Trust in the brand and confidence in the service's safety, among other things, affect the user's choice along with the price and convenience. Despite the lifting of restrictions imposed by the coronavirus, consumers plan to use mobile apps more often to get services. They want to know that their data is protected from fraud. For Russian clients, this is no less important: in 2019, according to EY, the country ranked third in the world in terms of penetration of fintech services, but banks themselves more often offered them. Only 13% of users were ready to trust non-financial companies providing such services on their own, in their cooperation with banks — already 45%.
For traditional banks to survive, it is necessary to reduce the costs of routine operations, improve the personalization of services and make money on non-banking digital services: for example, those that help the client select a property and assess its investment attractiveness. Cooperation with start-ups could help in this, but not all banks have the resources and experience to benefit from such collaboration.
According to Capgemini, only 6% of banks working with fintech companies have achieved the results they hoped for. Analysts see why most banks are investing in IT and improving customer experience. Still, these external innovations do not change the system from the inside. More than 70% of start-ups are also disappointed after attempting collaboration: Integration is hindered by the confusing organizational structure and fragmented work of banking departments.
In Europe, multicorporate venture funds are helping to collaborate between corporations, including banks, and start-ups more efficiently. The LP (partners) of such funds are institutional investors and corporations from various industries. Fund management teams help them select projects for their goals and share the investment risk with other partners. Start-ups, in turn, gain access to big data to test solutions and can check their technology with clients from different industries.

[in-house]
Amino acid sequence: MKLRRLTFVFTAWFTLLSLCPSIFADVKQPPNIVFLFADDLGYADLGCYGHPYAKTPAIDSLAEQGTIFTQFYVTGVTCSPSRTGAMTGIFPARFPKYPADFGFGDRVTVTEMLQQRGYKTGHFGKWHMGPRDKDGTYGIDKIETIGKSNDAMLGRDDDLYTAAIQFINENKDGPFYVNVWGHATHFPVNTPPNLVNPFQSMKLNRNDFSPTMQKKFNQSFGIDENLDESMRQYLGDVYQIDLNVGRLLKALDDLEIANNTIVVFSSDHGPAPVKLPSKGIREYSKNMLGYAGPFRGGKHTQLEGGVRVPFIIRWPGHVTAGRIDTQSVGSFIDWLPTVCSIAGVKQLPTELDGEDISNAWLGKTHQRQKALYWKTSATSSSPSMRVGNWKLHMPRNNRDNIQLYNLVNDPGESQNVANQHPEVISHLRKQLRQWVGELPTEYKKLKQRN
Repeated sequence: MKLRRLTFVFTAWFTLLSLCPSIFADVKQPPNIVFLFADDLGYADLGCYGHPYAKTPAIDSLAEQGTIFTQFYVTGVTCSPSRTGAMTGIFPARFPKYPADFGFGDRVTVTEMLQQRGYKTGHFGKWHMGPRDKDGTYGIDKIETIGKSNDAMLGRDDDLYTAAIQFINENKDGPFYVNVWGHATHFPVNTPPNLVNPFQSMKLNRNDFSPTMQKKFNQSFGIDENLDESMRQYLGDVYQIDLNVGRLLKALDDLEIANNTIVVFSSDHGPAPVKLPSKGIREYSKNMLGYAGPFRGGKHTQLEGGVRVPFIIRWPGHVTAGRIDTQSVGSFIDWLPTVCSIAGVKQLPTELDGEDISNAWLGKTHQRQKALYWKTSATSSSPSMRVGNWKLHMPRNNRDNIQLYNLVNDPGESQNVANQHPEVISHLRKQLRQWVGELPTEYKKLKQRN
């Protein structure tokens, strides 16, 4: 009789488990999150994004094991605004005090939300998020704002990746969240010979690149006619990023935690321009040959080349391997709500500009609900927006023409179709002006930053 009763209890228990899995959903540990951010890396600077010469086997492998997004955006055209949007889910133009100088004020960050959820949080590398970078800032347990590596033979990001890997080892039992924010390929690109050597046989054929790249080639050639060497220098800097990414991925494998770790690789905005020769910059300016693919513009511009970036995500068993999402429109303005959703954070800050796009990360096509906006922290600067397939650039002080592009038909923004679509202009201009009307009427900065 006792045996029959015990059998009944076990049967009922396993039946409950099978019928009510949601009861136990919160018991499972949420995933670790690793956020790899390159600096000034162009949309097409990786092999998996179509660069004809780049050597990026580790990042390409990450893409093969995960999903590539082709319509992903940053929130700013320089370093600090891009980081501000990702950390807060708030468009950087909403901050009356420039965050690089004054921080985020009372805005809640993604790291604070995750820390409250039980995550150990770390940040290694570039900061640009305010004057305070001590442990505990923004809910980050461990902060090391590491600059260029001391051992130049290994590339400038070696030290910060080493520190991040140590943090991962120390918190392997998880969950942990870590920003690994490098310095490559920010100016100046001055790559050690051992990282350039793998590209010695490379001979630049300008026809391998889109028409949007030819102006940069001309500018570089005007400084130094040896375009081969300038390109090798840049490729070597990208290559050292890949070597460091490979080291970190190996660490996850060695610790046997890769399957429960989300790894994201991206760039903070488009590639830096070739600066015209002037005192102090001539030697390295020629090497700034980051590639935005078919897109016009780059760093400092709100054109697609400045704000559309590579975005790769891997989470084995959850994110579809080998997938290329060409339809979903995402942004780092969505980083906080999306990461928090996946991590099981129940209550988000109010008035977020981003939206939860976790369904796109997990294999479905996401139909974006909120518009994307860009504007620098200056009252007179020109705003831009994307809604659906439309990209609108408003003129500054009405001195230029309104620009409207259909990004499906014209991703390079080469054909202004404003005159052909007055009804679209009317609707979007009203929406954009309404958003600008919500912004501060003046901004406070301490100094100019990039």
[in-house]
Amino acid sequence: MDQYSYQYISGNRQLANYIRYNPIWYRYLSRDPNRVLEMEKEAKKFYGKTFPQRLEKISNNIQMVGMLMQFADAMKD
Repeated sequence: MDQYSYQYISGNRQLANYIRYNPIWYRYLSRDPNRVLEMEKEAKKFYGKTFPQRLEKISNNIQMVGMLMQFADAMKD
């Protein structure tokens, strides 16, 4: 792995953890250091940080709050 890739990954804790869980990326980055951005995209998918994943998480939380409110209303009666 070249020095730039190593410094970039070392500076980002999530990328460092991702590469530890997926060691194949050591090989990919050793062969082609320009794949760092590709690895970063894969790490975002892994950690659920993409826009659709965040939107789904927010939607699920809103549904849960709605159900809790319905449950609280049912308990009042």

One of the most famous funds of this type — the German Capnamic Ventures — was founded in 2013. It operates in Germany, Austria, and Switzerland. It focuses on start-ups in artificial intelligence, Big Data, IoT, cybersecurity, fintech, and other areas. Capnamic relies on cross-industry collaboration: The fund's partners include Germany's largest state-owned bank KFW, commercial banks Commerzbank and Helaba, and Cisco, marketing agency DuMont Digital and Hahn Air.
All of these banks and corporations have a long history. To create new IT-systems and develop new products on their own in their case is long and expensive. Capnamic helps banks to consolidate their digital transformation efforts and remain competitive in an ever-evolving financial market. The role is in creating conditions for technologies to change the existing system: even in a conservative environment like banks.
For example, the German fintech start-up NDGIT, which received four million euros from the fund in 2018, invites banks to test solutions of more than a hundred European fintech services on the start-up's API platform. With its help, start-ups display how the product works on simulated test data of the bank. Banks implement proven solutions in their systems within a few weeks, not years. According to the company, 25 European banks used the platform in 2020, including Swiss UBS, Austrian BAWAG, German Solarisbank, and several other banks from more than ten countries.
Banks that see start-ups as competitors, or start-ups dreaming of «killing all banks in two years», are unlikely to survive on the market in the coming years. To win over the consumer, both need to rethink their business model and learn to take advantage of former opponents.